Astrobiology (general)

2/25 Director's Seminar: "Can Rocks from Mars Yield Definitive Evidence of Past Life?"

By Keith Cowing
February 18, 2008

Presenter: J. William Schopf
Date/Time: 2/25/2008 11:00 AM PST

Throughout recorded Earth history, microbial life has been ubiquitous, abundant, metabolically diverse, and, for the Precambrian four billion years of geologic time, biotically predominant. In the search for life elsewhere in the Cosmos, the prokaryote-dominated world of the Precambrian is the best analogue we know. Though evidence of microbe-level life will thus be sought in rocks returned from Mars, for the first such missions only minimal samples will be available. This raises important questions: What amount of rock is needed to detect past life? What evidence is required to establish biogenicity? How can true fossils be distinguished from contaminants?

The Precambrian fossil record holds the answer. Given the minute size of fossil microbes and their prodigious abundance in some Precambrian rocks, firm evidence of ancient life has been adduced from samples weighing as little as 0.1 g (in volume, about half the size of a grain of rice). Backed by other lines of evidence, the biogenicity of such fossils is shown by their (1) biological, cellular, morphology and (2) carbonaceous (kerogenous) composition. And their indigenousness is established by showing that (3) the geochemical maturity of the fossil-comprising kerogen is consistent with the rock matrix in which they occur.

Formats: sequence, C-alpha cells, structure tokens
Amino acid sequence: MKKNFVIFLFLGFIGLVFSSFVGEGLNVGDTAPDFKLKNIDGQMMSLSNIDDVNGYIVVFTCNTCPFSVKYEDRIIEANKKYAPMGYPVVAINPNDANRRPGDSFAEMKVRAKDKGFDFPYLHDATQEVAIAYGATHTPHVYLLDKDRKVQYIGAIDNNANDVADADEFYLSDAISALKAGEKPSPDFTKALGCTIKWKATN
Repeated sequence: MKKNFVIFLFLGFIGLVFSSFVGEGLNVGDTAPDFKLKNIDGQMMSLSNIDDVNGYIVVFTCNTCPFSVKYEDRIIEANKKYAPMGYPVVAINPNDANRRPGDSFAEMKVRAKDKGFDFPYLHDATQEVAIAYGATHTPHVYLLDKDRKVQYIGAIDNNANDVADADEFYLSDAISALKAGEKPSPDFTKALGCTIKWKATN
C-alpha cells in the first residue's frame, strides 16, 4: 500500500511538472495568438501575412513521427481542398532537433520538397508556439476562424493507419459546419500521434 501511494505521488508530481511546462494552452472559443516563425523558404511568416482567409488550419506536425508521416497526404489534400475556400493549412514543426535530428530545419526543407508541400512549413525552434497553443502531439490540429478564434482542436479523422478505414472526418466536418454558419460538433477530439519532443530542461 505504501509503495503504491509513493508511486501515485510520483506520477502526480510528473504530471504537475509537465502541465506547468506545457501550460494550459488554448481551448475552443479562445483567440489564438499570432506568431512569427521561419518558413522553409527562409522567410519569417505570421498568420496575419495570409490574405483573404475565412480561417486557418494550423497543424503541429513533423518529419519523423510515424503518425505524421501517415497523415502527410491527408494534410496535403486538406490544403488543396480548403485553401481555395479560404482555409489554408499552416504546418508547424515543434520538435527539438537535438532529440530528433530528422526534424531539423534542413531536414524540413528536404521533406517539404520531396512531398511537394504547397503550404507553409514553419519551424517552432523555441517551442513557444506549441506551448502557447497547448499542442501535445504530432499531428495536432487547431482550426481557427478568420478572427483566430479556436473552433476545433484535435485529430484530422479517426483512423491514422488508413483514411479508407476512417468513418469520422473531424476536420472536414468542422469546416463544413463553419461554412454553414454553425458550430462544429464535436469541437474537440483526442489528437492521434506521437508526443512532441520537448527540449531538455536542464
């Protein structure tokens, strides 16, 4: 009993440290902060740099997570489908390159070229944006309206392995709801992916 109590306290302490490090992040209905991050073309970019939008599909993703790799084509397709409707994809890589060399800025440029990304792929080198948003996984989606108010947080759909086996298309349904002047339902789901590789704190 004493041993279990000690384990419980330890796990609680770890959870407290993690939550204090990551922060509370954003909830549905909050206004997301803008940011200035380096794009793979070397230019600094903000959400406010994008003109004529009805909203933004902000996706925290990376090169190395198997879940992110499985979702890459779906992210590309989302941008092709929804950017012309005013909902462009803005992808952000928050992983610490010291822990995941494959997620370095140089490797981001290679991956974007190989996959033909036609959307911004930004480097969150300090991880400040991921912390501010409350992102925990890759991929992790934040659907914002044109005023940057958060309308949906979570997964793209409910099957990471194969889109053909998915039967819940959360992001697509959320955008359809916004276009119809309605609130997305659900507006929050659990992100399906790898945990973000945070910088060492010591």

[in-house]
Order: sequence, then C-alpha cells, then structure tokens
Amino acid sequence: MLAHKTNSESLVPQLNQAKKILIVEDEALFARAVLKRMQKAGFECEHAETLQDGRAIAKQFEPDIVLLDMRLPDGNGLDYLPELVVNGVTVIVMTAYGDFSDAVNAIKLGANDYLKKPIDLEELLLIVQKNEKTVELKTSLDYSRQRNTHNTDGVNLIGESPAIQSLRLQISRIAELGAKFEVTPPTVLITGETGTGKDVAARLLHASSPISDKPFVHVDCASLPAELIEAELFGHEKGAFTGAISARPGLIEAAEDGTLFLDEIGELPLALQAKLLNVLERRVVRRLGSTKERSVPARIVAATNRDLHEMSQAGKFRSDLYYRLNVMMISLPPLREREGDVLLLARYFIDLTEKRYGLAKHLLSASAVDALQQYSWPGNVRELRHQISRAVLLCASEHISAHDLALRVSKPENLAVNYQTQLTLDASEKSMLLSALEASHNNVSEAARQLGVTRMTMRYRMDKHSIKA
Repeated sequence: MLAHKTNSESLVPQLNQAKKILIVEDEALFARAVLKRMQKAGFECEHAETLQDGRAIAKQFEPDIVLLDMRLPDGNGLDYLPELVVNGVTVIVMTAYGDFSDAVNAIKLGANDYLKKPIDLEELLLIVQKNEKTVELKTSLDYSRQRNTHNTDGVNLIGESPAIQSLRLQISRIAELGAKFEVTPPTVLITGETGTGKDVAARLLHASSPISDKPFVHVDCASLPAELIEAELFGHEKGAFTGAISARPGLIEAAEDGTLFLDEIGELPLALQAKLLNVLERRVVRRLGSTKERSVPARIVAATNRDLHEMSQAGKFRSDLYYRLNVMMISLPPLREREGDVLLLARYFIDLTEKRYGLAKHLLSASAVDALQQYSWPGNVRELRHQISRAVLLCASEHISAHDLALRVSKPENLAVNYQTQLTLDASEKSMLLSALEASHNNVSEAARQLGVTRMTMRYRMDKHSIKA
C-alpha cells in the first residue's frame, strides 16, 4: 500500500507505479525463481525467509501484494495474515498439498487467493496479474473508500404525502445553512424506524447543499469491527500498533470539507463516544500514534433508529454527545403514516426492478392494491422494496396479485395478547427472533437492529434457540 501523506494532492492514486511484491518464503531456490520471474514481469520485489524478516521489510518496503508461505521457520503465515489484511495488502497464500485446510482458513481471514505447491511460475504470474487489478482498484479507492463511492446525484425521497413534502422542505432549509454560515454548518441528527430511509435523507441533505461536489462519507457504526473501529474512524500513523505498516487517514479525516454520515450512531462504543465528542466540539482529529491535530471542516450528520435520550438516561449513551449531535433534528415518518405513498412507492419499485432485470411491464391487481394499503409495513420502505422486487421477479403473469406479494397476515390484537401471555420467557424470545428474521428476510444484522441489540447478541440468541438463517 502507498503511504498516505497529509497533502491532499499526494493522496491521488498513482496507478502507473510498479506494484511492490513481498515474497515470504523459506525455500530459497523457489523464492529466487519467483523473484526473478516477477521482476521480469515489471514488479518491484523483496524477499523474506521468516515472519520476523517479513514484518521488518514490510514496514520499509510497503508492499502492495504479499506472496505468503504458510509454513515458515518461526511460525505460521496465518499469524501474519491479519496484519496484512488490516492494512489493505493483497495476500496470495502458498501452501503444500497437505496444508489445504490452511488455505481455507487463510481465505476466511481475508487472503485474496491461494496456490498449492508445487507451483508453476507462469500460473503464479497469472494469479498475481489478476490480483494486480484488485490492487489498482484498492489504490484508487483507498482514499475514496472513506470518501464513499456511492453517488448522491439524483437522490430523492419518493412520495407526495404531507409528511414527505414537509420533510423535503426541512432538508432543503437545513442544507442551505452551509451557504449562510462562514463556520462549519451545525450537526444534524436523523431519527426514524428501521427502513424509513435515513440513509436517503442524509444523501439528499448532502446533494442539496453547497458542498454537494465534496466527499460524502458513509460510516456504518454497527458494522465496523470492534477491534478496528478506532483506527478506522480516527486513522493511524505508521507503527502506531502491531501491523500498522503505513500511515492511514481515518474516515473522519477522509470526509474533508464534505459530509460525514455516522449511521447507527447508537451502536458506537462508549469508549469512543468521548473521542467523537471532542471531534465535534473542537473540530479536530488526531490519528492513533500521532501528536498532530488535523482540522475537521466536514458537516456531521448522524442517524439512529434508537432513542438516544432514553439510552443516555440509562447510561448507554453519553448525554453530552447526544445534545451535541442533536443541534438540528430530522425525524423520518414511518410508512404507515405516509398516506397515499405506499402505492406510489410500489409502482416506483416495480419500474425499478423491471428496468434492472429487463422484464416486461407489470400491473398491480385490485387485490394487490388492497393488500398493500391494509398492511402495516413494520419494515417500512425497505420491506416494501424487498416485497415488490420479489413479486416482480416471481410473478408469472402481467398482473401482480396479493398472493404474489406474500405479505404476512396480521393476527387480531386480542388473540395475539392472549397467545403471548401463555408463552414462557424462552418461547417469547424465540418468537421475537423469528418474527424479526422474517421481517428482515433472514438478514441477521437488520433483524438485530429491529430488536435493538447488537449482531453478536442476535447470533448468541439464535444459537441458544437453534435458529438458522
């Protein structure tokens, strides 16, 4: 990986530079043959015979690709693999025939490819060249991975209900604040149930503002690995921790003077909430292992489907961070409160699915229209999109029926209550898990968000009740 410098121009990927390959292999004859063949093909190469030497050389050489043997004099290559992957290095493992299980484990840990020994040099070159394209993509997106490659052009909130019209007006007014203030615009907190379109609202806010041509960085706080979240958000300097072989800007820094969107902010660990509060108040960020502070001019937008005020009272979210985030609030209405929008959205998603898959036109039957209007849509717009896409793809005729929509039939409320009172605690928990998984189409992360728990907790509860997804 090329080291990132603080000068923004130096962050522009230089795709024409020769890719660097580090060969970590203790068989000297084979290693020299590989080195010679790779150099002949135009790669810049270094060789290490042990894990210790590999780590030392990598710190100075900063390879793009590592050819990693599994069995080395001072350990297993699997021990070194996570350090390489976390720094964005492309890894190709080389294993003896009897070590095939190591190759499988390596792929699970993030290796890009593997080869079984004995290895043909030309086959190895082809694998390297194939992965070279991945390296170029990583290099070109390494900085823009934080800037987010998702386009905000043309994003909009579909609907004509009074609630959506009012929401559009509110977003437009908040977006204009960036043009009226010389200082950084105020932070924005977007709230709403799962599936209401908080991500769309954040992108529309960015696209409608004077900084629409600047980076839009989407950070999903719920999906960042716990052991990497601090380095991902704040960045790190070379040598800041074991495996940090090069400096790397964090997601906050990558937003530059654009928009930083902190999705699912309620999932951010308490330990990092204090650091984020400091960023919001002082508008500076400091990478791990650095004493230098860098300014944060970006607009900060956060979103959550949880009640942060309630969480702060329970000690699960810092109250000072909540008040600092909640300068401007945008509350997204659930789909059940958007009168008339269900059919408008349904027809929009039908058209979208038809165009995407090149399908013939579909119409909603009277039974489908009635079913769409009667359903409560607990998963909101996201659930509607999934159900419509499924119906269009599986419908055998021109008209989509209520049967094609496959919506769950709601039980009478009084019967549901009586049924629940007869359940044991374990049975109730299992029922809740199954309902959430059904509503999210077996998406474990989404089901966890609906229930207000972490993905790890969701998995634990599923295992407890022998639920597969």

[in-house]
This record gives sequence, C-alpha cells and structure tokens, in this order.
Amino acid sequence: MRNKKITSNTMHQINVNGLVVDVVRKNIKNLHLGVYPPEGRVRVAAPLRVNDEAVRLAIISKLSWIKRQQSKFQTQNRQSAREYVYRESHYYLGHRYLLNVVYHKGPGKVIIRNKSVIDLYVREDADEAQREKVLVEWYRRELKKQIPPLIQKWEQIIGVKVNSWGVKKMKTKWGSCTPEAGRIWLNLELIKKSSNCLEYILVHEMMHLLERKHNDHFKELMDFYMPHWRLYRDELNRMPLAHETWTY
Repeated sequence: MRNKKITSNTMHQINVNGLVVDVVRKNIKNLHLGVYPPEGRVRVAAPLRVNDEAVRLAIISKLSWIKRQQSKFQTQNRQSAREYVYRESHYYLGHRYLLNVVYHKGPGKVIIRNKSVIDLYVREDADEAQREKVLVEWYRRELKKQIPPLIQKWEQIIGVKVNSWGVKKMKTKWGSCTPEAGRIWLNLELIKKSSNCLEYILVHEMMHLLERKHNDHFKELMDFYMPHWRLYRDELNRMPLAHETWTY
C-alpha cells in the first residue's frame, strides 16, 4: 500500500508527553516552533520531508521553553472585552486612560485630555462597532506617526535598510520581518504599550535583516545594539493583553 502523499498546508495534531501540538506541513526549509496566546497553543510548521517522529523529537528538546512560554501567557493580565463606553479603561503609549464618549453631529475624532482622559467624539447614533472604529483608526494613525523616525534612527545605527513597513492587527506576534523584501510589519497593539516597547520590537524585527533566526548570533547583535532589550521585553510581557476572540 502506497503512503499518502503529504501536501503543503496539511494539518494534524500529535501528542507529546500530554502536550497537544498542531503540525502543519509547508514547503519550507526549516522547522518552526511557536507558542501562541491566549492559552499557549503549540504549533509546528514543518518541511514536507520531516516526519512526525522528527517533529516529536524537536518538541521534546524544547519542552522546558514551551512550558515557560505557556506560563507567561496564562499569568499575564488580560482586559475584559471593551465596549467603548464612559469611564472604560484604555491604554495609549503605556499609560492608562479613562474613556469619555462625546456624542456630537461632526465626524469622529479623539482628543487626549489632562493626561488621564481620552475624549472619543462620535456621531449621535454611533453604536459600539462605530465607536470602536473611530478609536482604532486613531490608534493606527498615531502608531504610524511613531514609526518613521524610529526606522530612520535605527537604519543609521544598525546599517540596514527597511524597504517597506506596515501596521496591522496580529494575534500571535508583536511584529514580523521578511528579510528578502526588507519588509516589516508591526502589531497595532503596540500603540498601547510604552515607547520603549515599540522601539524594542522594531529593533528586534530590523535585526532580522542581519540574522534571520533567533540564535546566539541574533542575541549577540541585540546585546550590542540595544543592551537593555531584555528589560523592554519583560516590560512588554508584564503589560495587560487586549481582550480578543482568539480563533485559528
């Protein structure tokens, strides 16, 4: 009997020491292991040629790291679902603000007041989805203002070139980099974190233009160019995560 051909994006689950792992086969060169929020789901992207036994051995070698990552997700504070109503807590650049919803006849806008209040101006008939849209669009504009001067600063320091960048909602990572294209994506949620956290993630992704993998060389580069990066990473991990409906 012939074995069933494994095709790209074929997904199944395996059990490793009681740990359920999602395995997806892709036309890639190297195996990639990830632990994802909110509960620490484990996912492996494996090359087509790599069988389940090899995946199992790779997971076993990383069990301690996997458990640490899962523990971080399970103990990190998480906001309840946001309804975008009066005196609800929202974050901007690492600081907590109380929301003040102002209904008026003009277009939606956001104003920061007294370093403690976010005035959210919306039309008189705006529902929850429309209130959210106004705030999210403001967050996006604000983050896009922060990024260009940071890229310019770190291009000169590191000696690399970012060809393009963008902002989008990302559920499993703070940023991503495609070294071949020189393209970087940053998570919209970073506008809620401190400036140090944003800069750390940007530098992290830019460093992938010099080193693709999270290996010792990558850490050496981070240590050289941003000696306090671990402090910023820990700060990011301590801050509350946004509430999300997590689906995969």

The presence of these three fossil-identifying traits can be shown by use of confocal laser scanning microscopy and Raman imagery, two techniques new to astrobiology. By providing micron-scale three-dimensional images of organic-walled fossils, both yield firm evidence of biological morphology, and Raman imagery can establish the molecular-structural composition as well as the geochemical maturity of the analyzed kerogen. Both of these non-intrusive and non-destructive techniques can be used to study fossils embedded in petrographic thin sections such as those to be prepared for mineralogical studies of Mars rocks.

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[Source: NAI Newsletter]

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